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A Blind Leap across an Inscrutable Chasm – Arbitrary and Capricious Loss of Wage Earning Capacity (LWEC) Determinations

by | Nov 30, 2013 | NYS Workers Compensation |

Please consider the following excerpt from an Application for Review recently submitted to the Board on an appeal of a LWEC finding. In this claim the claimant was able to return to work as a law enforcement officer without any reduction in earnings following cervical surgery.

THE DECISION THAT THE CLAIMANT HAS A 35% LWEC IS ARBITRARY AND CAPRICIOUS.

The Board is fully aware that it has not provided any rational method for converting the severity of the medical impairment and the vocational factors into a percent loss of wage earning capacity. Indeed, the term loss of wage earning capacity has yet to be defined despite General Counsel’s promise that regulations would be promulgated providing this kind of clarification.

The fact is that in its decisions interpreting LWEC findings, the Board and judges are merely reciting the factors which should be taken into account – severity of the medical impairment, Functional and Exertional Abilities and Losses, Age, Education, Transferable Skills and English Language Proficiency – and generating a LWEC percent without any explanation for how the adjudicator reached his or her penultimate number. The judge forces the parties to take a blind leap across an inscrutable chasm filled with the above factors to arrive at a LWEC percentage. This is what happened in this case.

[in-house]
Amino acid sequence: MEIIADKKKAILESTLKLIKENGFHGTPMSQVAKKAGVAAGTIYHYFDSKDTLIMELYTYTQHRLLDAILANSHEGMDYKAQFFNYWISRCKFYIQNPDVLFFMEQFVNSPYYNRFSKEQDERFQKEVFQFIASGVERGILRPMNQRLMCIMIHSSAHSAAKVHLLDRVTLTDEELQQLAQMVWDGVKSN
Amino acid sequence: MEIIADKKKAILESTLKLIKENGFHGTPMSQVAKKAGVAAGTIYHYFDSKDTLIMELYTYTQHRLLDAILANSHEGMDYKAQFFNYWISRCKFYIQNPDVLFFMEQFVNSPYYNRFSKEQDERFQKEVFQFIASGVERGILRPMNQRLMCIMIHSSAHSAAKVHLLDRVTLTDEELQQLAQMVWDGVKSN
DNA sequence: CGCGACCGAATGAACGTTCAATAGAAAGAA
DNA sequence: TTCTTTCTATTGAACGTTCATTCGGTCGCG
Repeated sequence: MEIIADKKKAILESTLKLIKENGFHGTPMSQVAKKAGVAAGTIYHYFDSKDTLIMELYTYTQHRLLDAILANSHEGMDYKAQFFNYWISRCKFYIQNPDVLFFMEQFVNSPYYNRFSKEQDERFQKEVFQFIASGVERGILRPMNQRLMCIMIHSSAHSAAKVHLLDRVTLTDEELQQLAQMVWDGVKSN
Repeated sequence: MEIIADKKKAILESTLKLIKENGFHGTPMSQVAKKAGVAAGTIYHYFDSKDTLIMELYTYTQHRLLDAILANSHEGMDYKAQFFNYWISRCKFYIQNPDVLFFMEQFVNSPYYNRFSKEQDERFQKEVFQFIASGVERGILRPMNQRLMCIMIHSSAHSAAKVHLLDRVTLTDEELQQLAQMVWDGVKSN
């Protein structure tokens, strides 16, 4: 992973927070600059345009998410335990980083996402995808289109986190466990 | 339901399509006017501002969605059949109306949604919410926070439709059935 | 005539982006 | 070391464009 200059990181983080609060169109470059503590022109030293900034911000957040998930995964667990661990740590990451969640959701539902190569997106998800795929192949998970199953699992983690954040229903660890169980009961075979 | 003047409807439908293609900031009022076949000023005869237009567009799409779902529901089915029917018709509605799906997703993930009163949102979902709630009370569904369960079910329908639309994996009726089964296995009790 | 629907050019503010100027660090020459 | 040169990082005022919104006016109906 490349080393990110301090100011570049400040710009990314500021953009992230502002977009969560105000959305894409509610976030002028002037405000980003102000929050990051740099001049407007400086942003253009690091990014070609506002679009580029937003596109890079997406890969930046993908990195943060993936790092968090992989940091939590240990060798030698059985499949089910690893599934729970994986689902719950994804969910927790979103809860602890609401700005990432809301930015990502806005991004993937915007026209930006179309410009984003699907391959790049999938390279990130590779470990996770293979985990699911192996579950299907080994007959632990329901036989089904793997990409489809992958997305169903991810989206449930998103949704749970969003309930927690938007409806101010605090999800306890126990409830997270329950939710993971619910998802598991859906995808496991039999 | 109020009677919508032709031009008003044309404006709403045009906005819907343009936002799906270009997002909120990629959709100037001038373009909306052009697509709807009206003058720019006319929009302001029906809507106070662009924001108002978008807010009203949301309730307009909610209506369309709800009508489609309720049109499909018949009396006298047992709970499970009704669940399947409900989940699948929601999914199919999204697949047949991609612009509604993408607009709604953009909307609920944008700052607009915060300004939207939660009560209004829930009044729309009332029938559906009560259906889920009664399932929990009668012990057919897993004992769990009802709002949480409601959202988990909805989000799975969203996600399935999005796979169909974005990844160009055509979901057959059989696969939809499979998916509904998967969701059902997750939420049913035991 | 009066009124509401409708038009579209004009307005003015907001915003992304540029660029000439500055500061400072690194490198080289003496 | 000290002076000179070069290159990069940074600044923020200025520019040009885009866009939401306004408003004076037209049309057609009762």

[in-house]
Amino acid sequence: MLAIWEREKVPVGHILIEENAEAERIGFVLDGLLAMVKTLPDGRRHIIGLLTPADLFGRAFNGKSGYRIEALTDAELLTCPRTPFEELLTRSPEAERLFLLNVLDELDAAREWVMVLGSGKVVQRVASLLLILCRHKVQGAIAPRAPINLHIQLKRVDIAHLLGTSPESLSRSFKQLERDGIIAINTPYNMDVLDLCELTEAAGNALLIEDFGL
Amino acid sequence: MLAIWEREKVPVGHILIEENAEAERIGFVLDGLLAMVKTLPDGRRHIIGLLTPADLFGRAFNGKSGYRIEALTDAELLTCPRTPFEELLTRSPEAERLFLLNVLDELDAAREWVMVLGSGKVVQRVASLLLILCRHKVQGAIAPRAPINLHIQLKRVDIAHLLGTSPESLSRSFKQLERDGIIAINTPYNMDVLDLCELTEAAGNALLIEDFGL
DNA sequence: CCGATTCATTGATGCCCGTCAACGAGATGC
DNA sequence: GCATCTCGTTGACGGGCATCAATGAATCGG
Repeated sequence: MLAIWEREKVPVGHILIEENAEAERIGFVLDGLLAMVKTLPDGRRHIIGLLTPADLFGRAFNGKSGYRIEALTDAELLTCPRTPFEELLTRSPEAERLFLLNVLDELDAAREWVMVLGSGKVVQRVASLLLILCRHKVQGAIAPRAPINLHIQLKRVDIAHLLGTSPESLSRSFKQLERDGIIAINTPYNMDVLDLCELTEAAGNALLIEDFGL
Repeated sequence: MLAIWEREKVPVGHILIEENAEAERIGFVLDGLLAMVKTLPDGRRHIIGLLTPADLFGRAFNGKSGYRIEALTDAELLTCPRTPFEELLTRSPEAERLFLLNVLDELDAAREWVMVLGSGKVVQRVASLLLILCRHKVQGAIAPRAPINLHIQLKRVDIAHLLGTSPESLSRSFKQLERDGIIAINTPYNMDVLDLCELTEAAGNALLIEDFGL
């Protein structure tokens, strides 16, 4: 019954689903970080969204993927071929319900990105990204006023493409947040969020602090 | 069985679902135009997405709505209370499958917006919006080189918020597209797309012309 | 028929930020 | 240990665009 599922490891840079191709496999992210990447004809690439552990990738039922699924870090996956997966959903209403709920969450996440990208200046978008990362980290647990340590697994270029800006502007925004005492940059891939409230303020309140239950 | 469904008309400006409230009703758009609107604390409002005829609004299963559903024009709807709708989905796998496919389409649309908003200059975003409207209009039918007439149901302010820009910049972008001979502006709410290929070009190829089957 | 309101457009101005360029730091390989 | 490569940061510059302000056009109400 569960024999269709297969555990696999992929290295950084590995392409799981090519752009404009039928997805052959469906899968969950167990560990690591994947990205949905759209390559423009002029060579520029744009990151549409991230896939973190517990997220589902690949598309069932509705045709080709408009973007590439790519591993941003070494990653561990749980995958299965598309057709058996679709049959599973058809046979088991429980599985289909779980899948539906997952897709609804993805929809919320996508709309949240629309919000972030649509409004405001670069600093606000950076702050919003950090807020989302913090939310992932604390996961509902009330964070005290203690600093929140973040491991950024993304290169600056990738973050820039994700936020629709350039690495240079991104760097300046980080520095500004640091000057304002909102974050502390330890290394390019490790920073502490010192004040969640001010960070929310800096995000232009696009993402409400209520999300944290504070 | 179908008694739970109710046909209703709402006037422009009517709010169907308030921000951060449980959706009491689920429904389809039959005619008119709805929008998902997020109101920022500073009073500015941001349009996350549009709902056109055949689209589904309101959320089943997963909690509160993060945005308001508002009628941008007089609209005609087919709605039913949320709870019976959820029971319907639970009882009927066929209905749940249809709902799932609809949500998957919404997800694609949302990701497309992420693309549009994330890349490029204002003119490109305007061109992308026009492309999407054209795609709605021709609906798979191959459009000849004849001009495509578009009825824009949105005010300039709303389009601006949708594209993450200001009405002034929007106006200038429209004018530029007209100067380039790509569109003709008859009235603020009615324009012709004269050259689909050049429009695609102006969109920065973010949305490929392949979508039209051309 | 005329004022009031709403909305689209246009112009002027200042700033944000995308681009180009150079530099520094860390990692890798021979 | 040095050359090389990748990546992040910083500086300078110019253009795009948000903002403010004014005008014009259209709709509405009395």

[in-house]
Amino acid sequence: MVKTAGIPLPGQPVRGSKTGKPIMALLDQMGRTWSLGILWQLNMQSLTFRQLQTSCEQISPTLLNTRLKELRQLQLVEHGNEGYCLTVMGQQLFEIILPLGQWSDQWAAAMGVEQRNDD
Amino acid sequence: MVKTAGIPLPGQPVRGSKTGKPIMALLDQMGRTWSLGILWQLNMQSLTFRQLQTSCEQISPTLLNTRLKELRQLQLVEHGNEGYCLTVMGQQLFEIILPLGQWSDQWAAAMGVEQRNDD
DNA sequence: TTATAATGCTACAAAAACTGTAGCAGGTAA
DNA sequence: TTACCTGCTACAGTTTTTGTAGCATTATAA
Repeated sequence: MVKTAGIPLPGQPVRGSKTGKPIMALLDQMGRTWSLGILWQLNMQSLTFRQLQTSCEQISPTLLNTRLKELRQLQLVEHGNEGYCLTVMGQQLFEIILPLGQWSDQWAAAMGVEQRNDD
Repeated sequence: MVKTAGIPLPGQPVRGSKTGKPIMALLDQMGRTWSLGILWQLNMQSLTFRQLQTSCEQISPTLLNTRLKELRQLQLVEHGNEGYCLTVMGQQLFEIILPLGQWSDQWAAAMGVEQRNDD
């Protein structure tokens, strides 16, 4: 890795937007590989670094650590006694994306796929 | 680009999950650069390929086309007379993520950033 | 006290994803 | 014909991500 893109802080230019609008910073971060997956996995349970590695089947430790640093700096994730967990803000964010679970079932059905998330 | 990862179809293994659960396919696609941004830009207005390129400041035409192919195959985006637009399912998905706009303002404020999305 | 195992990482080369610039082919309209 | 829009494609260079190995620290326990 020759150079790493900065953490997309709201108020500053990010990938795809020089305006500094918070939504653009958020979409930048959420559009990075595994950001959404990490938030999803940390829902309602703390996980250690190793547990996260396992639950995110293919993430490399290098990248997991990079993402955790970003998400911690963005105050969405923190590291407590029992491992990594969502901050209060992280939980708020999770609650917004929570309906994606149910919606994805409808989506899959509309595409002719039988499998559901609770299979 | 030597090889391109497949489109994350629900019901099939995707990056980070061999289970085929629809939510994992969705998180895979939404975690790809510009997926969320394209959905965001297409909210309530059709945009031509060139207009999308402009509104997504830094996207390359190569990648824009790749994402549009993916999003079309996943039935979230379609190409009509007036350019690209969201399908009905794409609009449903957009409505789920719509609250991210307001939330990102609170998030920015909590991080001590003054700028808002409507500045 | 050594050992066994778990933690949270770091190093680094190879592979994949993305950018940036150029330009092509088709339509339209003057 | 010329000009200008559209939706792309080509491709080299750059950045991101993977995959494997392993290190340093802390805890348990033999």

As the Permanent Impairment Guidelines provide, the inquiry into loss of wage earning capacity:

…seeks to quantify how much earning power an injured worker has lost in light of his or her medical impairment, functional limitations, prior work history, education, skills, and aptitudes.

PILWECG at p. 46.

In this claim, the WCLJ found that the Claimant has a 35% LWEC. Hence, using the Board’s description above, the Claimant has lost 35% of his earning power. There is simply no support in the record for the conclusion that the claimant is only earning or will only earn 65% of what he would have earned without the accident.

As a result, finding that the Claimant’s LWEC can be quantified at 35% is not based on reason or evidence – the very definition of arbitrary and capricious.

Do you agree or disagree?